“Culture jamming the theistic memes” is a perfectly legitimate enterprise if that is what one believes will make a positive difference in the world. Keep in mind, however, that it will be most successful reaching those not already rooted in their particular faith, not to mention that militant culture jamming could hurt some people who truly aren’t hurting anyone with their faith and have no reason to abandon their beliefs.
A response to the Agnostic Baptist Minister’s advice that non-believers should consider avoiding religious debate to avoid razing the everyday hope provided to simple people with simple faith and because such debate is ineffective and counter-productive.
Atheism & Reason (Off Site) (1999) by Austin Cline
“Perhaps you should consider doing what I have long encouraged: planting a seed of doubt. Rather than attempting to foster a radical change in a person, it would be more realistic to get a person to begin questioning some facet of their religion which they had not seriously questioned before.”
Drange explains why atheists should defend their atheism.
Martin encourages atheists to adopt “friendly atheism.” As Martin points out, atheists who are friendly towards theists will be more effective in their outreach than atheists who are unfriendly towards theists.
“Atheism will not get very far simply by attacking religious belief. Rather, we have to defend reason, first and foremost, and then criticize religion within that framework.”
Many people hold on to supernatural beliefs because they feel that certain psychological needs could not be met without them—in particular, they feel that they would not be able to have any hope without such beliefs. However, nonbelief need not be the “recipe for despair” that it is often assumed to be; in fact, not only can it leave ample room for hope, but it can help people hope in a realistic, psychologically healthy way when it comes to important things in life. Because nonbelievers can hope for most of the things that people generally hope for, dispelling the myth that nonbelief is a recipe for despair can go a long way toward making nonbelief psychologically acceptable to those who might otherwise resist it.
Planting a Seed of Doubt by Elie A. Shneour (1998) (Off Site)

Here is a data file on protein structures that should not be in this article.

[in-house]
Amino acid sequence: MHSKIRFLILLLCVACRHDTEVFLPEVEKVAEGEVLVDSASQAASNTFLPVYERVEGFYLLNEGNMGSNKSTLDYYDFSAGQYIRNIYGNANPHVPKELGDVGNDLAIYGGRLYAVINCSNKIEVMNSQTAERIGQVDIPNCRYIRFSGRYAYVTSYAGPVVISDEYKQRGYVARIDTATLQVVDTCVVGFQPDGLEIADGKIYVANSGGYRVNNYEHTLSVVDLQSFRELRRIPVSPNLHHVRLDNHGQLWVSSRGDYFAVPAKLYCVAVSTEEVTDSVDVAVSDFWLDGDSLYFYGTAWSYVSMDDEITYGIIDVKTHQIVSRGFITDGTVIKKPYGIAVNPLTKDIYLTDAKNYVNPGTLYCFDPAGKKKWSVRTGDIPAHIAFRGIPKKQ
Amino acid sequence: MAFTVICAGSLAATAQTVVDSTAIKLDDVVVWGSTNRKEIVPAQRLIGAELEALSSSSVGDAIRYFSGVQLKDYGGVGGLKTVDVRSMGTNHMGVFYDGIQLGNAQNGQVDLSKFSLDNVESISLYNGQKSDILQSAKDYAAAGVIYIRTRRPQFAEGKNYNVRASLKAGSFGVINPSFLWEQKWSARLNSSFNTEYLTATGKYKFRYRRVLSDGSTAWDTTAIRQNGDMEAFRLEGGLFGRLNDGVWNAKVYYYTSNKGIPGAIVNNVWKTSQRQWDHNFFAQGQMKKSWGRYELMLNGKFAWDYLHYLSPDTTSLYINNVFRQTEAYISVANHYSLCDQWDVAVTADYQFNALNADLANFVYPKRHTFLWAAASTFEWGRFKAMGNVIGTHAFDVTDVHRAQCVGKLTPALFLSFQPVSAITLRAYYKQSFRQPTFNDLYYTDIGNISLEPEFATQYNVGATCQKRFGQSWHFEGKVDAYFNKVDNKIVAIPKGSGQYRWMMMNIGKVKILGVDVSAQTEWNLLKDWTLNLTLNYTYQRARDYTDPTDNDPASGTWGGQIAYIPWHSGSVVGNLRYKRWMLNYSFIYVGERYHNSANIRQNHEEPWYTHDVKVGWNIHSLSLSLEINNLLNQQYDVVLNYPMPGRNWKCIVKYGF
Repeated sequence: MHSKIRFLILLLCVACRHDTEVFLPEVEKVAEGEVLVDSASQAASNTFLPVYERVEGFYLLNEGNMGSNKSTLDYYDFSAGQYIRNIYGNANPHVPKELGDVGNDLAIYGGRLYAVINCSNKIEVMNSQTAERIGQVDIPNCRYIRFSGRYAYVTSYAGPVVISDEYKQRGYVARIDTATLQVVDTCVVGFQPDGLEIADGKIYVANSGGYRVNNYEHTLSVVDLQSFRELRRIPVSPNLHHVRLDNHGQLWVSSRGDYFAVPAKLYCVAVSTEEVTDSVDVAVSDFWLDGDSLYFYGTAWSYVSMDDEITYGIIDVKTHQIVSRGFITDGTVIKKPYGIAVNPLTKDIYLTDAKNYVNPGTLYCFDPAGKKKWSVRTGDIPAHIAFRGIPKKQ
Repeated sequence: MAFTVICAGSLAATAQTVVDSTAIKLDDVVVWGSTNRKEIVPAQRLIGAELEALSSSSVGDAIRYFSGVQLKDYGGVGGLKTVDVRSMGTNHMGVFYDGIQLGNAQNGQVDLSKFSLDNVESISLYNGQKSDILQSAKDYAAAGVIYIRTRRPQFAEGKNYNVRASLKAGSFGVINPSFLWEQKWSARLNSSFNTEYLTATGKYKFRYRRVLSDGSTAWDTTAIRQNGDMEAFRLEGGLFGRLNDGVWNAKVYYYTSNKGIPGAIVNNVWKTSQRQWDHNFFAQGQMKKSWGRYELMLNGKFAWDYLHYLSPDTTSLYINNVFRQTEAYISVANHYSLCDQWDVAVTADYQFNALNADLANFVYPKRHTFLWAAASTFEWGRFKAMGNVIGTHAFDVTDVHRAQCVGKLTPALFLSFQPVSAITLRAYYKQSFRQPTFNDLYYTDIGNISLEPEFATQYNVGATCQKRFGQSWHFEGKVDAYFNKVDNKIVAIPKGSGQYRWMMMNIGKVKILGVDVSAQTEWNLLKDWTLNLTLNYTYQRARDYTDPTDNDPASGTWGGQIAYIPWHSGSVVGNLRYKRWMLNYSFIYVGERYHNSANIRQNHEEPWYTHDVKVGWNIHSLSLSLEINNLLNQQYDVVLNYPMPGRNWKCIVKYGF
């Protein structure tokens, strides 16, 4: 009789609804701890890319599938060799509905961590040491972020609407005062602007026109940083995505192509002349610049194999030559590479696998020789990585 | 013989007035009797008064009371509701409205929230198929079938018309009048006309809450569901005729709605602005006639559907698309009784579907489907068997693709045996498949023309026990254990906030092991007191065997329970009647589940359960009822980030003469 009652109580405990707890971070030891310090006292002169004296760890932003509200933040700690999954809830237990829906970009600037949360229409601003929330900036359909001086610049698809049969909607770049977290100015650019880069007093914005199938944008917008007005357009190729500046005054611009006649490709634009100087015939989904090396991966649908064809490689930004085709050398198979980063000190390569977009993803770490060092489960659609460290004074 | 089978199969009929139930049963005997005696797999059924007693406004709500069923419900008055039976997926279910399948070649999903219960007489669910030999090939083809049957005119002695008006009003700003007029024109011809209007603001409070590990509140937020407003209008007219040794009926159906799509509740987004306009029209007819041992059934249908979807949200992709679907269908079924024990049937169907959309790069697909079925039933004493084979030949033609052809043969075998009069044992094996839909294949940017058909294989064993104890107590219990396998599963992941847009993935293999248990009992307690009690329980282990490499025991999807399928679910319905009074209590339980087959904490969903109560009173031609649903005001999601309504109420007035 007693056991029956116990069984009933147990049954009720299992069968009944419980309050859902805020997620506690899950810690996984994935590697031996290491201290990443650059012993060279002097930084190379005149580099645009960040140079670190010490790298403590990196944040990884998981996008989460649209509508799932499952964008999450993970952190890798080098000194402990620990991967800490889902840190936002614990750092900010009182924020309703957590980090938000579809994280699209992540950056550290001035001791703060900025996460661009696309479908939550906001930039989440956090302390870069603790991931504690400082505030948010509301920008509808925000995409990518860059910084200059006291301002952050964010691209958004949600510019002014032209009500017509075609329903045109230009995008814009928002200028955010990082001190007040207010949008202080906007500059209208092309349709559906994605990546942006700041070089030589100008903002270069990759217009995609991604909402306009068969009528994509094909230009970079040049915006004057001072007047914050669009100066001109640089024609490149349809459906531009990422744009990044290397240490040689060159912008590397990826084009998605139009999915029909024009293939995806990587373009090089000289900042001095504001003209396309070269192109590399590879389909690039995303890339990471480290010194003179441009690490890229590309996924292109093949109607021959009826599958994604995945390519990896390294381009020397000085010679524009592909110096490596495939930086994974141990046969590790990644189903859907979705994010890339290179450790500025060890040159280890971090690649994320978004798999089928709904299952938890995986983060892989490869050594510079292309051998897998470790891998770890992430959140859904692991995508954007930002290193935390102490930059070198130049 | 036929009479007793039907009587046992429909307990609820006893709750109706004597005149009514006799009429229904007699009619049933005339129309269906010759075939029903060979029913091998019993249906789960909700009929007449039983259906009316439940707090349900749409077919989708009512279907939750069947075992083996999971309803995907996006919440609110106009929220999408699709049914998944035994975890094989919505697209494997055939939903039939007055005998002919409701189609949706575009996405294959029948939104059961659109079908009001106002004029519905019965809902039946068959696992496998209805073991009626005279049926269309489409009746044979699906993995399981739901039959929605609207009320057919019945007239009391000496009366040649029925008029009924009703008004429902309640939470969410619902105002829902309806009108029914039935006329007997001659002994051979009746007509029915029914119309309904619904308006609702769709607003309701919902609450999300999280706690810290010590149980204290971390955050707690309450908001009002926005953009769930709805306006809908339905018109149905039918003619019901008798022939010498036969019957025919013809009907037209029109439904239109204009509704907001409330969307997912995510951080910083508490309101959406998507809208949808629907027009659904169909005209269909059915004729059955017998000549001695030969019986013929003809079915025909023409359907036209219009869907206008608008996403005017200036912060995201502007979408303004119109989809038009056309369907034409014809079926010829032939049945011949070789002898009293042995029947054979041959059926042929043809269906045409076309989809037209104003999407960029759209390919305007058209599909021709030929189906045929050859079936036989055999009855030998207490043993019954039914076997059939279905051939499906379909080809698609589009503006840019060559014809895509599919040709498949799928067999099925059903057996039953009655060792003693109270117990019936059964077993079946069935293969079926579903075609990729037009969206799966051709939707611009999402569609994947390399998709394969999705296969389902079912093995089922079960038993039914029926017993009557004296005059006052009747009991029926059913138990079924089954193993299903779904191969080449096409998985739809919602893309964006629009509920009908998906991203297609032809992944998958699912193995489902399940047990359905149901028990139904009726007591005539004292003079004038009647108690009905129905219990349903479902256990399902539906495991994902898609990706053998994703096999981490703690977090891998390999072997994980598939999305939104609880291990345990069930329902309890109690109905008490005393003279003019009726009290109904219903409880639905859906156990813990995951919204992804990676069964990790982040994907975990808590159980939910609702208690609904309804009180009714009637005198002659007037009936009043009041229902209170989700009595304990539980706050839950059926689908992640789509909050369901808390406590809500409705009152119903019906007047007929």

“To plant a seed of doubt into an unwavering conviction is a vast accomplishment in education as well as in thinking on one’s own. To be able to doubt is humbling and constructive because it requires the application of rational thought in weighing alternatives. Once that seed has been planted, it can germinate into a full reexamination of the options, which opens unlimited vistas, or it can remain a dormant seed. In either case, the process cannot help but enrich each human being and make him or her a more effective and a more balanced member of a better society.”
In a recent article, Dmitri Tymoczko argues that religion is false but useful. Therefore, atheism should not be universally held by everyone. Martin responds to Tymoczko’s article.
Supposing that atheism is true, is it important to defend its truth? Ryan Stringer emphatically answers in the affirmative. Stringer argues that if atheism is rationally held to be true, that alone is sufficient reason to defend it, for truth and rational belief are intrinsic goods, and it is generally noble to try to change others’ minds when they seem to hold false beliefs. In addition, Stringer considers a number of secondary, supplementary reasons for defending atheism. These range from fighting religiously motivated mistreatment, developing beneficial public policies, redirecting resources going to religious institutions to benefit those in need, understanding our place in the world, and fostering thinking freely as rational and autonomous beings, among other things. Stringer wraps up by considering whether anything indispensable to the good life is lost when we abandon traditional theistic belief for atheism, concluding that the purported benefits of theistic belief over atheism typically evaporate on closer inspection.
Carrier argues that we should always respond politely; even if we only change the mind of one theist out of a hundred, “that’s worth a great deal.”
Arguing that “apathy simply renders us mute,” Chesworth encourages nontheists to adopt an activist stance.
Robby Berry was a gung-ho charismatic fundamentalist until he ran up against some arguments that he couldn’t counter.
“All infidels … have several reasons to welcome the publication of this definitive anthology of arguments from the past fifty years for the impossibility of God…. That said, I still found the book faintly dispiriting, futile even. Rather than finding myself standing on the metaphorical touchline cheering my team as it chalked up point after point, it seemed to me that everyone on the pitch was engaged in a useless game that no one was ever going to win. This was a bravura performance, but who was it for?”
Jeffery Jay Lowder maintains this page.